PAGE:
Frequently there is very little you can do to help someone who drinks too much. The decision to get help, in most cases, has to come from the person who's drinking. You can give them information and tell them you care, but beyond that, they really need to decide that they want help.

The statistics on alcoholism are very pessimistic, I'm afraid. Fewer than 10% of alcoholics die sober. That means the vast majority die as drunks from drinking related illness.

I've seen a number of people try to get sober and they simply can't overcome the struggle. For many, it's a daily fight. I've seen it kill a number of people.

I can provide more information if you want, but there are tons of resources on the net that you can check out. Simply google "alcoholism"

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Postby Retarded_at_bio » Wed Apr 26, 2006 11:03 pm

Oh my god thank you so much for helping me. I really appriciate it. Thank you pdavis68 and kiekyon. You guys rock!
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Postby Linn » Fri Apr 28, 2006 11:18 am

pdavis68 wrote:
Frequently there is very little you can do to help someone who drinks too much. The decision to get help, in most cases, has to come from the person who's drinking. You can give them information and tell them you care, but beyond that, they really need to decide that they want help.

The statistics on alcoholism are very pessimistic, I'm afraid. Fewer than 10% of alcoholics die sober. That means the vast majority die as drunks from drinking related illness.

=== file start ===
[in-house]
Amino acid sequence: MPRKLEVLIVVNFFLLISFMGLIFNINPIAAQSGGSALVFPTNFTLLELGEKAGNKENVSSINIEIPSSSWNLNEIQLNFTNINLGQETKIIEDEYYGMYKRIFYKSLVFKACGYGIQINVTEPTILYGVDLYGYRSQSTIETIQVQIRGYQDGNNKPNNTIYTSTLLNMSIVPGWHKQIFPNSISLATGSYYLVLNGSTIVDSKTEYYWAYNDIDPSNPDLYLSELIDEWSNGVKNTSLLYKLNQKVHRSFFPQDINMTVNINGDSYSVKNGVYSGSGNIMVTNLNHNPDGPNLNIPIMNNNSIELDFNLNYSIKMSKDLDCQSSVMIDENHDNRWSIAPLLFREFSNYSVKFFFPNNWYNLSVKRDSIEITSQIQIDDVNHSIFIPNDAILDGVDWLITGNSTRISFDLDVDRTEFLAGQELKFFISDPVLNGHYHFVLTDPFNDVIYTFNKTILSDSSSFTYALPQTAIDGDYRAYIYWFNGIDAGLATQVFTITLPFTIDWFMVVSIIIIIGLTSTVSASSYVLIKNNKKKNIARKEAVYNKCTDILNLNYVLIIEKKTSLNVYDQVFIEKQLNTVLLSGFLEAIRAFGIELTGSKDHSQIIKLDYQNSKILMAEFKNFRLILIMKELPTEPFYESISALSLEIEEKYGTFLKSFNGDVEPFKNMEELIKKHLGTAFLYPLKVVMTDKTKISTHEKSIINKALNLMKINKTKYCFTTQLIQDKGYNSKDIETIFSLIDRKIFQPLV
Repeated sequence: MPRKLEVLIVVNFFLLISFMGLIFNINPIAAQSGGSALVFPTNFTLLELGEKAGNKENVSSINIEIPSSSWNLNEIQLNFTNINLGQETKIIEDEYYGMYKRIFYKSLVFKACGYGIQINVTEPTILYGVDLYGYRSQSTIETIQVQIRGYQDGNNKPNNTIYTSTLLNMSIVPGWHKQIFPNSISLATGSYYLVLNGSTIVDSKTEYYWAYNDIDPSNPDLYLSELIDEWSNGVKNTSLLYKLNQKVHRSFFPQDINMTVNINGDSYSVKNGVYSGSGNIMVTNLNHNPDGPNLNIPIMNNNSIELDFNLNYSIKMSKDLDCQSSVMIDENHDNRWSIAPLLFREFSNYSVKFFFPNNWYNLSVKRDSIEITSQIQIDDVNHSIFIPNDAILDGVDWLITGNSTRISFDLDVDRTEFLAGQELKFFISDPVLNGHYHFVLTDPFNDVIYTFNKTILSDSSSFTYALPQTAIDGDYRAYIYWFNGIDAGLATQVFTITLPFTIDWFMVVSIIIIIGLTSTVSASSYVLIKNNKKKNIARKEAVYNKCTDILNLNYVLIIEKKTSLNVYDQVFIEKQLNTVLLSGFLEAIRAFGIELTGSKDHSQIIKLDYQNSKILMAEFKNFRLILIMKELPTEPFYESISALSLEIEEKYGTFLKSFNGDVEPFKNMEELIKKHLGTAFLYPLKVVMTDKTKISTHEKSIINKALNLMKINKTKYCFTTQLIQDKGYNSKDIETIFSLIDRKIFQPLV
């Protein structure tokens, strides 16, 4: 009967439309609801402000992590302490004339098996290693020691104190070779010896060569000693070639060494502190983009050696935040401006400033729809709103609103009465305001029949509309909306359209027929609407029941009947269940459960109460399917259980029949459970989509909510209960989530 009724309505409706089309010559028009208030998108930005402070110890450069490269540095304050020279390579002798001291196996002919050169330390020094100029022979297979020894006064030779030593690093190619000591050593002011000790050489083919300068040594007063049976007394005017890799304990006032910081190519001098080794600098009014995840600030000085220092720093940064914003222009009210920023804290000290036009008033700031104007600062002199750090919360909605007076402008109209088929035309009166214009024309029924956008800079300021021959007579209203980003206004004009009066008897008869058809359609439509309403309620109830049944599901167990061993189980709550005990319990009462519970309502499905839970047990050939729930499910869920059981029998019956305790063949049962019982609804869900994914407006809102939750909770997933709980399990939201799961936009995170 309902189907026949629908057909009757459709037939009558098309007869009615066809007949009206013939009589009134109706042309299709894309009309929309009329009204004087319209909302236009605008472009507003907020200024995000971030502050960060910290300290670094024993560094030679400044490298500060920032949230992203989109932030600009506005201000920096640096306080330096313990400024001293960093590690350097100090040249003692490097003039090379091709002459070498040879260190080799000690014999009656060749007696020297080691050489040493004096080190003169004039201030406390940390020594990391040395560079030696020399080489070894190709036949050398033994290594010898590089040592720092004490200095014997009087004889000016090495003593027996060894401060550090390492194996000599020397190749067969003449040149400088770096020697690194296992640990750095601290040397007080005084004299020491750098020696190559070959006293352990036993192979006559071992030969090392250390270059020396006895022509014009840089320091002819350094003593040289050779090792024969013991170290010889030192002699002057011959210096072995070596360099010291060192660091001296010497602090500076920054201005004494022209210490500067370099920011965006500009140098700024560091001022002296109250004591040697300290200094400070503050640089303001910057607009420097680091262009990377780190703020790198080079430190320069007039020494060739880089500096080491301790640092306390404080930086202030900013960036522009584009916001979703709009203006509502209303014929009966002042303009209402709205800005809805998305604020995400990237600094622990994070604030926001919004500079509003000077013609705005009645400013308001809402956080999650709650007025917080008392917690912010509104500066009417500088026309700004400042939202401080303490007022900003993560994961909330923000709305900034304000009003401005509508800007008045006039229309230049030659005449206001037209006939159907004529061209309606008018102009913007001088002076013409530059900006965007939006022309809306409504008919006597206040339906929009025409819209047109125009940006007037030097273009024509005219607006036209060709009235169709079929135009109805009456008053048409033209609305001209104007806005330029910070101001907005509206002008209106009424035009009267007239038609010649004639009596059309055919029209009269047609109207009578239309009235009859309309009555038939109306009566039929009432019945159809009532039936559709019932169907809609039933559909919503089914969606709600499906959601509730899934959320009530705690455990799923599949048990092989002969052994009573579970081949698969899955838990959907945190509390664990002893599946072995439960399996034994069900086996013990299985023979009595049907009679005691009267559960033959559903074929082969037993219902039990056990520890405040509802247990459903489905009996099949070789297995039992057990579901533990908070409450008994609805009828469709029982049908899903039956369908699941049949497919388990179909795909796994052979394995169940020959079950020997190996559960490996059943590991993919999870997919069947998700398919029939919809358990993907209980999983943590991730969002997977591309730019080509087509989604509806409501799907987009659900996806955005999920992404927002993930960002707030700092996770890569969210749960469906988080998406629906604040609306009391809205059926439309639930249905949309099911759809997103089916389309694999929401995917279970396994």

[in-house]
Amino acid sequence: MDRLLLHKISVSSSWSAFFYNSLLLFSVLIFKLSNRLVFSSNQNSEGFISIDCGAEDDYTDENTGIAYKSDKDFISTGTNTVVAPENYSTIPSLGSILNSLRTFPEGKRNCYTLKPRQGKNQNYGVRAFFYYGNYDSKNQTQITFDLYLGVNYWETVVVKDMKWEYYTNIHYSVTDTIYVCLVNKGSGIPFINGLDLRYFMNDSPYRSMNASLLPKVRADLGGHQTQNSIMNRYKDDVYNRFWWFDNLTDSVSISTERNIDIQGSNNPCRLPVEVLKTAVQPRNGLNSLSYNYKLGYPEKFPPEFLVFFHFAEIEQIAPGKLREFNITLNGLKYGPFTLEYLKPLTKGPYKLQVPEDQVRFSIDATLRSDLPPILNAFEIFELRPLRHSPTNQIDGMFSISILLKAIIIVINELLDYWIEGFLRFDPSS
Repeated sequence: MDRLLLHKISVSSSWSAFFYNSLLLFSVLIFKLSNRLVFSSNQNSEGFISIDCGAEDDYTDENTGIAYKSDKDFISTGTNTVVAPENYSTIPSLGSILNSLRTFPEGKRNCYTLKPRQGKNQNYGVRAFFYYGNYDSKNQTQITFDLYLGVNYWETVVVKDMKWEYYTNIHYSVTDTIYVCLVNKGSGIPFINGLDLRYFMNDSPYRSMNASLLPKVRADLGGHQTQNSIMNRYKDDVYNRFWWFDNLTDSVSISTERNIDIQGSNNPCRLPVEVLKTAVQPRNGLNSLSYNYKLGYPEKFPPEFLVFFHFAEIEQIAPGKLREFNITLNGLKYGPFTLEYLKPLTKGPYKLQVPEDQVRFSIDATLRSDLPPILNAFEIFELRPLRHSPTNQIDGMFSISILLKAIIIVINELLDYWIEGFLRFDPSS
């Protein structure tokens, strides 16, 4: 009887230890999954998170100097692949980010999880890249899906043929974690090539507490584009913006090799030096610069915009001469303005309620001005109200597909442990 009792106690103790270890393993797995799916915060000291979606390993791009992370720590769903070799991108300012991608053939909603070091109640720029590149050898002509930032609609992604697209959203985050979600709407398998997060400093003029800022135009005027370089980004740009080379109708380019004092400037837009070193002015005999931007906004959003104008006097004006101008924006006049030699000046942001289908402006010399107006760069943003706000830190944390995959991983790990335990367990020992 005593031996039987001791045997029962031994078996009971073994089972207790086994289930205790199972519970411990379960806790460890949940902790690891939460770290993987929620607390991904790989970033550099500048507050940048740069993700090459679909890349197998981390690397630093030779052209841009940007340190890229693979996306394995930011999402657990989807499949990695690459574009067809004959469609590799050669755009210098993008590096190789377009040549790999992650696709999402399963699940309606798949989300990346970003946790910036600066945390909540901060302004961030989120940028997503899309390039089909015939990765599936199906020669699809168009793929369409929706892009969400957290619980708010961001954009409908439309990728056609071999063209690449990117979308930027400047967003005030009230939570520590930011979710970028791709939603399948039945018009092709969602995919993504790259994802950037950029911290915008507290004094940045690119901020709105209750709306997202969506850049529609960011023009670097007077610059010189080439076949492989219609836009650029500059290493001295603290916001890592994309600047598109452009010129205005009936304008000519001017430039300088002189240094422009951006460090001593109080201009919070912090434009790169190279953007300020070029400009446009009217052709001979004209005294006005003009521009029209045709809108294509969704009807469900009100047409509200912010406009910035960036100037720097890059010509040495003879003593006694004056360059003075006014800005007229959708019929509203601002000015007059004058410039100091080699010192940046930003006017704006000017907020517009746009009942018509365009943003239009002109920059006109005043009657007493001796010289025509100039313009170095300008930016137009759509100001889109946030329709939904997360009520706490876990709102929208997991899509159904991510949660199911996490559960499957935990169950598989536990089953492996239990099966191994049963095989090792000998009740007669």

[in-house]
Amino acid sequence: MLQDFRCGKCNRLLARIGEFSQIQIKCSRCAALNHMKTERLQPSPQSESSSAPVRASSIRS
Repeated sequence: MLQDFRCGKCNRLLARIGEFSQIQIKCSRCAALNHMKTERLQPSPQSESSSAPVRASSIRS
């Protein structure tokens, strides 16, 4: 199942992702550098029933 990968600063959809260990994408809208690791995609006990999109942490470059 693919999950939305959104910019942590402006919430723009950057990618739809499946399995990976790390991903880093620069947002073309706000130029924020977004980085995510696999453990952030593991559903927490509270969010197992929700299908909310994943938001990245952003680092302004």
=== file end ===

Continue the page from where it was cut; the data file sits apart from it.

I've seen a number of people try to get sober and they simply can't overcome the struggle. For many, it's a daily fight. I've seen it kill a number of people.





That is so sad, I can not understand why people could do that to
themselves?

Pete, do you know how common is beri beri and
if it gets misdiagnosed at all in?
Pete

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Postby pdavis68 » Fri Apr 28, 2006 8:49 pm

Lynn,

Alcoholism is a tragic disease. It's certainly not something these people choose to put themselves through. It's simply an uncontrollable (or almost uncontrollable) urge to drink as much as possible. I suspect that without actually experiencing it, it's simply impossible to understand what that's like.

As for beriberi, I don't really know how common it is. In the U.S., it's found almost exlusively in alcoholics. Getting it would largely depend on the diet of the alcoholic. As it's the result of a thiamine deficiency, I would imagine that if you manage to get enough extra thiamine in your diet to compensate for what the alcohol destroys, then you may not ever get it.

Part of the problem is that many alcoholics fail to eat much at all and the fact that alcohol causes deficiencies in several vitamins, it makes it much harder for these people to maintain proper levels.